Open letter to the Commissioner of Taxation
By Christos P. Panayiotides and Nicos G. Syrimis
Dear Mr Georgios Panteli,
A major problem has confronted Cyprus since 2004, the year in which the law governing the compilation and filing of the statements of wealth of politically exposed persons was first enacted. This has been the obvious inability of the state apparatus, both executive and legislative, to effectively deliver what was prescribed in that law, namely the bridging of the increases or decreases in the wealth of the politically exposed persons (PEPs) in a given period of time with their declared income and living expenses in the same period.
Even though this “pothen esches” – where has the money come from? – tool is extensively used internationally with great success, both in combating corruption and collusion and in detecting tax evasion, in Cyprus we have not been able to make it work because of the apparent unwillingness of our politicians to facilitate its use.
Given that the demand for fighting corruption and collusion is taking a universal and pressing character, and because it is expected that public pressure to deliver the goods will mount as we near the presidential elections, we urge you to proceed in utilising the tools you already have at your disposal as Commissioner of Taxation, thus resolving quickly this thorny and persistent problem.
Under Paragraph 5 of Article 5 of the Assessment and Collection of Taxes Law, you already have the power to demand from any natural person (politically exposed persons are not excluded in any way) a detailed statement of all the personal and business assets and liabilities they own in the period you specify but which may not exceed six years. These assets and liabilities include those within and outside of Cyprus of an individual PEP, plus those of their spouse and dependents and all leading to the bridging of the increase (decrease) in such wealth with their declared income and living expenses.
On this basis, we strongly urge you to immediately require all politically exposed persons and all presidential candidates to submit, within a reasonable but short period of time (let’s say by July 31, 2022), statements of wealth for a period of five years, from January 1, 2017 to December 31, 2021, using a uniform computerised form, similar to the one Panayiotides-Syrimis-Pissarides placed at the disposal of the Department of Taxation about a year ago.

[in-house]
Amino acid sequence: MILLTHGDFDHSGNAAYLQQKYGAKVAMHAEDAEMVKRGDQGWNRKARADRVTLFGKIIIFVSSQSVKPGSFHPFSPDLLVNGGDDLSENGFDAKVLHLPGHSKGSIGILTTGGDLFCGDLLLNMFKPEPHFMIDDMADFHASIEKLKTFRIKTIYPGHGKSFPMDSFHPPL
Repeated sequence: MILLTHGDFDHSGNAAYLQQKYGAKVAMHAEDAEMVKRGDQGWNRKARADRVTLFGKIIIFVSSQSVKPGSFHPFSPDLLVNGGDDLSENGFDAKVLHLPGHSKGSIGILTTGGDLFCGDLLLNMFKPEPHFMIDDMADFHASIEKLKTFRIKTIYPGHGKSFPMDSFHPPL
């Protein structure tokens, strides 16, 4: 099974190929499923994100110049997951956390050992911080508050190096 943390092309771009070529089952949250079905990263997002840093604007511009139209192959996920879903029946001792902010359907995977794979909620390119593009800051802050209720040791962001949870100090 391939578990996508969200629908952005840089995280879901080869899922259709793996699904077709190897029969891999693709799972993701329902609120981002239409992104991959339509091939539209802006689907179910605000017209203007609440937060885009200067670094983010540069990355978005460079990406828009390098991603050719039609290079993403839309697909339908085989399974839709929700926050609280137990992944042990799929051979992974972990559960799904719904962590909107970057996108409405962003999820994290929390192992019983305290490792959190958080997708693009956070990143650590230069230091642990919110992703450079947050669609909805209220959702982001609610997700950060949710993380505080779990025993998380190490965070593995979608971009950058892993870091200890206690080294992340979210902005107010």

Indeed, in cases where the persons summoned fail to submit such information and related supporting documentation, we believe that you should forthwith take legal action, so that the names of PEPs seeking to evade their tax obligations are made public. ‘Naming and shaming’ them should force them to comply.
Of course, the assessors chosen to handle this very important step in combating corruption and collusion in Cyprus’ political life risk coming under pressure to examine the evidence with an unacceptably flexible attitude. Measures should therefore be taken to minimise any such threat by, for example, two or three separate assessors independently examining and evaluating the returns.
We are certain that you are aware that a plethora of delinquent acts which systematically escape the grips of the law can be detected, punished and eliminated by utilising the tools you have at your disposal in your capacity as the Commissioner of Taxation.
You have the duty and the obligation to use these tools without delay, so that at long last the monster called corruption and collusion is stamped out, the very monster that for years has oppressed our homeland.
P.S. On February 17, 2022, the “Establishment and Operation of an Independent Anti-Corruption Authority” law was unanimously enacted (42 deputies in favour and three abstentions) with lots of fanfare. The irony here is that it was impossible to locate the text of the relevant bill (i.e. the text of the law prior to its enactment), nor the text of the law passed. When we phoned the administrative services of the House of Representatives, we were informed that the standard practice followed is not to provide access to the text of the laws passed, before they are signed by the president, because “they may contain errors that must be corrected”. In our opinion, this practice goes against the concept of “public consultation” (in respect of bills) and generally against the concept of transparency, particularly in the context of a law that specifically aims at combating corruption and collusion.
Thus, until we see the text of the law that has been enacted, which is currently hidden in secrecy, we will not be able to form and express an opinion on whether the law enacted is yet another piece of legislative fireworks.
Christos P Panayiotides & Nicos G Syrimis, retired Certified Public Accountants
Christos Panayiotides is a regular columnist for the Cyprus Mail, Sunday Mail and Alithia